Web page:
Second, we call on everyone here today to live our faith and values by organizing sanctuary spaces within your own community. We call on everyone to create sanctuary communities by opening your doors and hitting the streets. Sanctuary is a commitment to enacting our own visions of community care and safety. We reject divisive language that says some people are more deserving of love and protection than others.

To stay up to date on more ways to support current campaigns please follow CRLN, OCAD, and all our community partners on Facebook.

For more information please contact Cinthya Rodriguez, Immigration Organizer for CRLN at


crodriguez@crln.org


.

Read More
image-title



Given Honduras’ human rights situation, CRLN will provide for its members a monthly update on human right issues afflicting the country.


(Español aquí)

  • The Honduran authorities arrested

    another suspect of the assassination of Berta Caceres, Henry Javier Hernandez Rodriguez

    , a former member of the Honduran military, in Tamaulipas, Mexico. Berta’s family demands the arrests of those that planned the murder. However, the Honduran authorities don’t seem to be making any effort to prosecute the real intellectual authors of Berta’s assassination.
  • Gustavo Castro, who survived an assassination attempt when Berta Caceres was murdered,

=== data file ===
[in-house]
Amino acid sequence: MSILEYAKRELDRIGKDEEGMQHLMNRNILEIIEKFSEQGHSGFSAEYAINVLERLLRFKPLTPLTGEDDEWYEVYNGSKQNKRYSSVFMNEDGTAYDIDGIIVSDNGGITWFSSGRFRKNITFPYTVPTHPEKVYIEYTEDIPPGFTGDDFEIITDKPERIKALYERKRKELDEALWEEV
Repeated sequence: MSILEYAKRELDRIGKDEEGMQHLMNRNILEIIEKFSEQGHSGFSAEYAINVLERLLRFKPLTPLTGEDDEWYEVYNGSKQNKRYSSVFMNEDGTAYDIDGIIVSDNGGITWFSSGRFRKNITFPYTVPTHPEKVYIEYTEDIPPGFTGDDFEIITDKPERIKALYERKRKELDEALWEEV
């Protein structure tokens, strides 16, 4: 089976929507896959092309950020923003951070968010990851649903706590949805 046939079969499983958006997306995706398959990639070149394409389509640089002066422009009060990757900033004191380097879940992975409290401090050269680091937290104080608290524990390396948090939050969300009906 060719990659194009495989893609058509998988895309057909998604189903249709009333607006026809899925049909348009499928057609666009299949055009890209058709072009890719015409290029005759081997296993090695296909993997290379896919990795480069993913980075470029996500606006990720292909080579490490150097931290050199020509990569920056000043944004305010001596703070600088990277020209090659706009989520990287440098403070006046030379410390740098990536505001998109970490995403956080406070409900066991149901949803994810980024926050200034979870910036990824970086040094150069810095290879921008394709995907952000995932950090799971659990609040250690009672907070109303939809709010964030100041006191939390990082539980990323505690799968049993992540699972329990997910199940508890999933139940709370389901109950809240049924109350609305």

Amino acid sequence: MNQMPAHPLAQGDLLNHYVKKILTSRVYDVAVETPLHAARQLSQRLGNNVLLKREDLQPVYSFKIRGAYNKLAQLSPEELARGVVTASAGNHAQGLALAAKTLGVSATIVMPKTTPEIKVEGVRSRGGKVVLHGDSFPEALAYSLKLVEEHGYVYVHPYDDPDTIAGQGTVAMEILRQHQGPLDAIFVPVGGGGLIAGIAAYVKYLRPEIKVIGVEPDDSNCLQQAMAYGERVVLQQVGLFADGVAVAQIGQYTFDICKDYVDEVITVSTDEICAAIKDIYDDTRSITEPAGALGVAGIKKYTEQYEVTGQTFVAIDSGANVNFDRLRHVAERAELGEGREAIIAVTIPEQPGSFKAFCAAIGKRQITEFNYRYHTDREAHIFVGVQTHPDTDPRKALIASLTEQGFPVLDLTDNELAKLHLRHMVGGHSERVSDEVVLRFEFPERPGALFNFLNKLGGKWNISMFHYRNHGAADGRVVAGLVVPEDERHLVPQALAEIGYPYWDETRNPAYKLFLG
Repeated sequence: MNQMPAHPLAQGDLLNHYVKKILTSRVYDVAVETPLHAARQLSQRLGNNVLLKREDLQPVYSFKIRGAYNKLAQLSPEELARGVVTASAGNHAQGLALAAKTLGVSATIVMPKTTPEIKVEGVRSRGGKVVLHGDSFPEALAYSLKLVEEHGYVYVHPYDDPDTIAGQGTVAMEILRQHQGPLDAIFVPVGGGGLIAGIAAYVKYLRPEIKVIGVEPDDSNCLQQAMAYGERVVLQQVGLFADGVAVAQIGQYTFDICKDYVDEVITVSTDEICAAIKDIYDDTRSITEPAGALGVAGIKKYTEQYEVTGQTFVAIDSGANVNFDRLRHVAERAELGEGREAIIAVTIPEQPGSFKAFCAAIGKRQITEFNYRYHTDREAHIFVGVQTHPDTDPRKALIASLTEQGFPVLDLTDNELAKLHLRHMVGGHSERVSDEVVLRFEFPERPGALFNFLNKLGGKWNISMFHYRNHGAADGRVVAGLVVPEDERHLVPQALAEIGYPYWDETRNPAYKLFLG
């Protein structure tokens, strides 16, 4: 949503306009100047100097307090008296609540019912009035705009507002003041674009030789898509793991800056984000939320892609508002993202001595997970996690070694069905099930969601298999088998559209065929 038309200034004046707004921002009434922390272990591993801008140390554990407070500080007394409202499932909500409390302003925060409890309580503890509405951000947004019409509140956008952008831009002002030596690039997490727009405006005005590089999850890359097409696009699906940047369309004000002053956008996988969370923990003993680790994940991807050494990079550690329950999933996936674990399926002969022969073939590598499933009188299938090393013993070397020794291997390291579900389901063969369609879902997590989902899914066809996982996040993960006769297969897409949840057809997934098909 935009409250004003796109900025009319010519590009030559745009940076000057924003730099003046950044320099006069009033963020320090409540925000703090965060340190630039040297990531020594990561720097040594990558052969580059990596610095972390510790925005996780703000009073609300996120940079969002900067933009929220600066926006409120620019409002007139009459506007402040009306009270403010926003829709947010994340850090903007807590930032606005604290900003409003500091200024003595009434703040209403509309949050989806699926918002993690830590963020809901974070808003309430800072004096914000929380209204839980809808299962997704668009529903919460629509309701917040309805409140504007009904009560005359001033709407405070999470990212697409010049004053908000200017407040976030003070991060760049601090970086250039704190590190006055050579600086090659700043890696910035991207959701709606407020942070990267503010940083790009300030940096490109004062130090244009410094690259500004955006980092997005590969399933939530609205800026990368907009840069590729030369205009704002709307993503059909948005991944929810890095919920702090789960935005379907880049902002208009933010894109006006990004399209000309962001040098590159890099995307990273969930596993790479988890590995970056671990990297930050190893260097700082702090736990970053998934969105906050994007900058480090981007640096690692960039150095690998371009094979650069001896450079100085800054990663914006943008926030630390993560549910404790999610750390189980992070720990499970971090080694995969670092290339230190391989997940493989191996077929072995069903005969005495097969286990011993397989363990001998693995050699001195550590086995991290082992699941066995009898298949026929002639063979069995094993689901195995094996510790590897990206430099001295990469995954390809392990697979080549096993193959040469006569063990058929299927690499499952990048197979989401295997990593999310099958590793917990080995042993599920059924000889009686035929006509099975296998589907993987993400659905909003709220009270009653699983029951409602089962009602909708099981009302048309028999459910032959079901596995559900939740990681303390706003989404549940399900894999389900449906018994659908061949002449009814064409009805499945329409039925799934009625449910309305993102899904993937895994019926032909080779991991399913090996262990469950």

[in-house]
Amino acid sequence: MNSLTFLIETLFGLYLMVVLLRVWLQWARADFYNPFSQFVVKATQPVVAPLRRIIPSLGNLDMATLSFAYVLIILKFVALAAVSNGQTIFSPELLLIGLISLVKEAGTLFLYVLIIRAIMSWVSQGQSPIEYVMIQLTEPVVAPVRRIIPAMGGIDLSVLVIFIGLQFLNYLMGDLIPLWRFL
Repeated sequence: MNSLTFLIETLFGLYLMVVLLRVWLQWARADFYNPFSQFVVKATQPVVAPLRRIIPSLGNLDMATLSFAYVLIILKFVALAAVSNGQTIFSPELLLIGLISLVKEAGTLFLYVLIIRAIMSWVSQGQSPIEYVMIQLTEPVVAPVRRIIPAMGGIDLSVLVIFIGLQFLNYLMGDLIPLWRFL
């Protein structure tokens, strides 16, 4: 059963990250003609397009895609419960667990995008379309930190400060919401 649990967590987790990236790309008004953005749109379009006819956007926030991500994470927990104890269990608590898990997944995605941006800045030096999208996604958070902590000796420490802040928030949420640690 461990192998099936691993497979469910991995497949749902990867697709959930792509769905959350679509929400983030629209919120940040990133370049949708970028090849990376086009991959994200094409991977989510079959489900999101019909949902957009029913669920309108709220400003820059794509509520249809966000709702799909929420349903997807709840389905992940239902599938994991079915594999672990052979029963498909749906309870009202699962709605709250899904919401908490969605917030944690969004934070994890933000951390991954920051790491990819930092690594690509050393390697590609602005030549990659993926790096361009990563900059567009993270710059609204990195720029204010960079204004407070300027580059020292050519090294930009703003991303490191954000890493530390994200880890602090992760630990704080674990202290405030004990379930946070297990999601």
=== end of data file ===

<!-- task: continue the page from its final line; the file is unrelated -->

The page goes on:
filed a formal accusation against the Honduran State for human rights violations.

  • Global Witness released a report that denounces

    , after a two-year investigation, that 120 environmental activists have died since 2010 in Honduras and that at the heart of the conflict are the rich and powerful elites, among them members of the political class. The Guardian analyzed the Global Witness report, focusing on the involvement of politicians and the business elite in the murder of the environmental defenders. Global Witness also denounces that the U.S. continues to provide security aid to Honduras despite the continuous human right violations by the state. Just this week, the U.S. gave

    the first Alliance for Prosperity funds

    ($125 million) to the Honduran government.
  • President Juan Orlando Hernandez is seeking a reform to the Penal Code and introduction of new legislation which would provide more power to the security forces of the country. Also, with this legislation, police, military and security forces who kill or injure civilians in “defense” would be exempt from justice.

    CARITAS Honduras

    said this legislation would bring the country back to the 80’s when the opposition and media were persecuted and practices of forced disappearances occurred regularly.

    Amnesty International, among other international and national organizations, is critical of this reform of the Penal Code.
  • Miriam Miranda and other members of the Afro-Honduran Garifuna cultural group OFRANEH were harassed and threatened by the Honduran Police in early January. The police wanted to illegally detain Miranda and three other human right defenders, during a checkpoint in La Ceiba. Miriam has protective measures from the Inter-American Commission on Human Rights (CIDH).
  • Journalist Igor Padilla, was assassinated in the Northern part of Honduras. Honduras is one of the most dangerous and deadliest countries in the world to be a journalist. Padilla became the 63rd media worker to be killed since 2003. 50 of the 63 murders took place since 2009 and 24 alone in 2014 and 2015.